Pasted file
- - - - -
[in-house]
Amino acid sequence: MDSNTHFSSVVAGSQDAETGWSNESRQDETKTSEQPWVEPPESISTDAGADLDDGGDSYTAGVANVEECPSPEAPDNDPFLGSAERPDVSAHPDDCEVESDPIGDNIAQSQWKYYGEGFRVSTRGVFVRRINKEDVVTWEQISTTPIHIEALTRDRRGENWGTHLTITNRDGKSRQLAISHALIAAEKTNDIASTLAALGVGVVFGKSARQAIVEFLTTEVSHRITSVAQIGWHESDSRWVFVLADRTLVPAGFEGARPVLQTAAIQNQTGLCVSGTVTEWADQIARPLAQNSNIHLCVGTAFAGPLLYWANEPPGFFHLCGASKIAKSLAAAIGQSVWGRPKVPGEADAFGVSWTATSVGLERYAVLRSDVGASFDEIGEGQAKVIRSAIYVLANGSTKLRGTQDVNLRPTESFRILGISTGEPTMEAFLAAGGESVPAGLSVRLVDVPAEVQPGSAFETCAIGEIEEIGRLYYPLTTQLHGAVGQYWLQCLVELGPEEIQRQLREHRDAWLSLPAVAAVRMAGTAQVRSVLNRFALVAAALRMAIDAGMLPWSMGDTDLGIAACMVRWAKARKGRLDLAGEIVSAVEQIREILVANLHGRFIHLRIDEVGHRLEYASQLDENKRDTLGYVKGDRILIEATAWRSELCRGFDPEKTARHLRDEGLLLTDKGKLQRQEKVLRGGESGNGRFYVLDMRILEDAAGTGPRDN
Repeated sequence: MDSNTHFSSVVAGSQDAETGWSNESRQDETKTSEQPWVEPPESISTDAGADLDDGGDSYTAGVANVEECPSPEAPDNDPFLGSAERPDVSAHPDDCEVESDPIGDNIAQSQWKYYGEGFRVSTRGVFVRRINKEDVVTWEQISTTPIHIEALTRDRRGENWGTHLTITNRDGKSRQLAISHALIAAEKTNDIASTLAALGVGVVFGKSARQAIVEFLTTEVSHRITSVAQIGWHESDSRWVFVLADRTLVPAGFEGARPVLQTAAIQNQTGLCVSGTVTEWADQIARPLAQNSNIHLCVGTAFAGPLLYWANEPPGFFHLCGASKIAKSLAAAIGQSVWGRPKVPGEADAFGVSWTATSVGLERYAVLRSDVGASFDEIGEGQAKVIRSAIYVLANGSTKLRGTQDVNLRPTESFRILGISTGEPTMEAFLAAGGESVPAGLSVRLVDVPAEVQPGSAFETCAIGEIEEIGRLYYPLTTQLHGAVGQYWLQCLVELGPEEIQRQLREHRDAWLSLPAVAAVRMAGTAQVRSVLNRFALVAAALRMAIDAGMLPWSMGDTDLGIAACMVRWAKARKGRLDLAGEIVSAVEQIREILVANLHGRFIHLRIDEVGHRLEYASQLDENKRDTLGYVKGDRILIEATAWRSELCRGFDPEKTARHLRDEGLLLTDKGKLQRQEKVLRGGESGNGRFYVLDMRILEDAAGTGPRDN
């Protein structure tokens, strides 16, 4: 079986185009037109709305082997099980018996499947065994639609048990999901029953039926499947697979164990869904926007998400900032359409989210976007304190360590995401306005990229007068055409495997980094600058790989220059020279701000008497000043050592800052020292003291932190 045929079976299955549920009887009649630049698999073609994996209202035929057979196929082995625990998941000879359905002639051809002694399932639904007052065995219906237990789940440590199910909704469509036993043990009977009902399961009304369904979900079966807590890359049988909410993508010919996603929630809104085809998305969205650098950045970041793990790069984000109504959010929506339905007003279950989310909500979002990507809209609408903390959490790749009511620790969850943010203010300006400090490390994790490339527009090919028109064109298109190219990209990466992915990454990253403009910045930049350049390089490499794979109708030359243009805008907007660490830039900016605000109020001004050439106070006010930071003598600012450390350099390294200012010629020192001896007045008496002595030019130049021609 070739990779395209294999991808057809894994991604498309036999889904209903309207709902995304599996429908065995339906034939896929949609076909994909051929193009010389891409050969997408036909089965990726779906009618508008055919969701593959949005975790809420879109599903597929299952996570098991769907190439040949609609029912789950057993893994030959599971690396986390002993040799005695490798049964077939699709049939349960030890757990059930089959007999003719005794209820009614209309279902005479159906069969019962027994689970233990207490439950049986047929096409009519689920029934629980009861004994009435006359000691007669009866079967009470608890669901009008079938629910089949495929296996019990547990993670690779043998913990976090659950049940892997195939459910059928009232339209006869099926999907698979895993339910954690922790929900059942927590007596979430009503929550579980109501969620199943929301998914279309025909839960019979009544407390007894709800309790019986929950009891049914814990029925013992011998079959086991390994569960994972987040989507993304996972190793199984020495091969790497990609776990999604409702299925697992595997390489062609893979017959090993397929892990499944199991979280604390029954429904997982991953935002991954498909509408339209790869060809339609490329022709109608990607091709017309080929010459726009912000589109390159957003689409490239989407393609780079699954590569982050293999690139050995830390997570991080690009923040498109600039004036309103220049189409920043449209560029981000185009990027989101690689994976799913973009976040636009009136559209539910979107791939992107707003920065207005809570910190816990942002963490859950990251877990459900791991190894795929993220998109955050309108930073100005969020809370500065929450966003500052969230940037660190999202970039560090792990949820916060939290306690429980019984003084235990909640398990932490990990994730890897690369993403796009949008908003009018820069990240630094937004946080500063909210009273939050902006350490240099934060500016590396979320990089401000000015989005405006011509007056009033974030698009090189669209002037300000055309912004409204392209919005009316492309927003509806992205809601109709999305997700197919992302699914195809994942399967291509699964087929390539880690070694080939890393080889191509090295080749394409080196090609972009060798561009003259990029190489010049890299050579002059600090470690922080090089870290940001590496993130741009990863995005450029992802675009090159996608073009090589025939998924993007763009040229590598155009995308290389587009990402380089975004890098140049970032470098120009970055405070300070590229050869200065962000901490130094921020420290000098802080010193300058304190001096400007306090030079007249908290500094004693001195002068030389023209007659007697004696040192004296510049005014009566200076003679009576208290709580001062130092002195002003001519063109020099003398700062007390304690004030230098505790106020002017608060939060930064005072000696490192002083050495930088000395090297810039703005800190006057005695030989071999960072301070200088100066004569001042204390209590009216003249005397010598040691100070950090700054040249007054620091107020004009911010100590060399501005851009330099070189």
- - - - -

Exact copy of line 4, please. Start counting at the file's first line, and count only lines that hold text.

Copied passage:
């Protein structure tokens, strides 16, 4: 079986185009037109709305082997099980018996499947065994639609048990999901029953039926499947697979164990869904926007998400900032359409989210976007304190360590995401306005990229007068055409495997980094600058790989220059020279701000008497000043050592800052020292003291932190 045929079976299955549920009887009649630049698999073609994996209202035929057979196929082995625990998941000879359905002639051809002694399932639904007052065995219906237990789940440590199910909704469509036993043990009977009902399961009304369904979900079966807590890359049988909410993508010919996603929630809104085809998305969205650098950045970041793990790069984000109504959010929506339905007003279950989310909500979002990507809209609408903390959490790749009511620790969850943010203010300006400090490390994790490339527009090919028109064109298109190219990209990466992915990454990253403009910045930049350049390089490499794979109708030359243009805008907007660490830039900016605000109020001004050439106070006010930071003598600012450390350099390294200012010629020192001896007045008496002595030019130049021609 070739990779395209294999991808057809894994991604498309036999889904209903309207709902995304599996429908065995339906034939896929949609076909994909051929193009010389891409050969997408036909089965990726779906009618508008055919969701593959949005975790809420879109599903597929299952996570098991769907190439040949609609029912789950057993893994030959599971690396986390002993040799005695490798049964077939699709049939349960030890757990059930089959007999003719005794209820009614209309279902005479159906069969019962027994689970233990207490439950049986047929096409009519689920029934629980009861004994009435006359000691007669009866079967009470608890669901009008079938629910089949495929296996019990547990993670690779043998913990976090659950049940892997195939459910059928009232339209006869099926999907698979895993339910954690922790929900059942927590007596979430009503929550579980109501969620199943929301998914279309025909839960019979009544407390007894709800309790019986929950009891049914814990029925013992011998079959086991390994569960994972987040989507993304996972190793199984020495091969790497990609776990999604409702299925697992595997390489062609893979017959090993397929892990499944199991979280604390029954429904997982991953935002991954498909509408339209790869060809339609490329022709109608990607091709017309080929010459726009912000589109390159957003689409490239989407393609780079699954590569982050293999690139050995830390997570991080690009923040498109600039004036309103220049189409920043449209560029981000185009990027989101690689994976799913973009976040636009009136559209539910979107791939992107707003920065207005809570910190816990942002963490859950990251877990459900791991190894795929993220998109955050309108930073100005969020809370500065929450966003500052969230940037660190999202970039560090792990949820916060939290306690429980019984003084235990909640398990932490990990994730890897690369993403796009949008908003009018820069990240630094937004946080500063909210009273939050902006350490240099934060500016590396979320990089401000000015989005405006011509007056009033974030698009090189669209002037300000055309912004409204392209919005009316492309927003509806992205809601109709999305997700197919992302699914195809994942399967291509699964087929390539880690070694080939890393080889191509090295080749394409080196090609972009060798561009003259990029190489010049890299050579002059600090470690922080090089870290940001590496993130741009990863995005450029992802675009090159996608073009090589025939998924993007763009040229590598155009995308290389587009990402380089975004890098140049970032470098120009970055405070300070590229050869200065962000901490130094921020420290000098802080010193300058304190001096400007306090030079007249908290500094004693001195002068030389023209007659007697004696040192004296510049005014009566200076003679009576208290709580001062130092002195002003001519063109020099003398700062007390304690004030230098505790106020002017608060939060930064005072000696490192002083050495930088000395090297810039703005800190006057005695030989071999960072301070200088100066004569001042204390209590009216003249005397010598040691100070950090700054040249007054620091107020004009911010100590060399501005851009330099070189």